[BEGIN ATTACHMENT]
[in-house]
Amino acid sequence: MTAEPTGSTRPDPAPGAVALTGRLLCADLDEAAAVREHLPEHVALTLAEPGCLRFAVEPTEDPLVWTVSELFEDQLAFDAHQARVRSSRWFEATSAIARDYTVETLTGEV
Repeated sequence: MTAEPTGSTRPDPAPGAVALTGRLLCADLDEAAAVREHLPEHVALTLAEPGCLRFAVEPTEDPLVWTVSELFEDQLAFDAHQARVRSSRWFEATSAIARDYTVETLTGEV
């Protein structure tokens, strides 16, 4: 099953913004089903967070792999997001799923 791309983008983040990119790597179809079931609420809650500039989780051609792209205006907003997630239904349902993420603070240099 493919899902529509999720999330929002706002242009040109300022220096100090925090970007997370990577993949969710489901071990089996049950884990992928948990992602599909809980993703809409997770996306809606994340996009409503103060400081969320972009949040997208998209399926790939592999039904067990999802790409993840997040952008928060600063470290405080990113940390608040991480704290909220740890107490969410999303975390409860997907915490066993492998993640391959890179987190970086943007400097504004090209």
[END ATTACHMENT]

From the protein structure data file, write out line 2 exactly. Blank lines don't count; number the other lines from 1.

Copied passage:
Amino acid sequence: MTAEPTGSTRPDPAPGAVALTGRLLCADLDEAAAVREHLPEHVALTLAEPGCLRFAVEPTEDPLVWTVSELFEDQLAFDAHQARVRSSRWFEATSAIARDYTVETLTGEV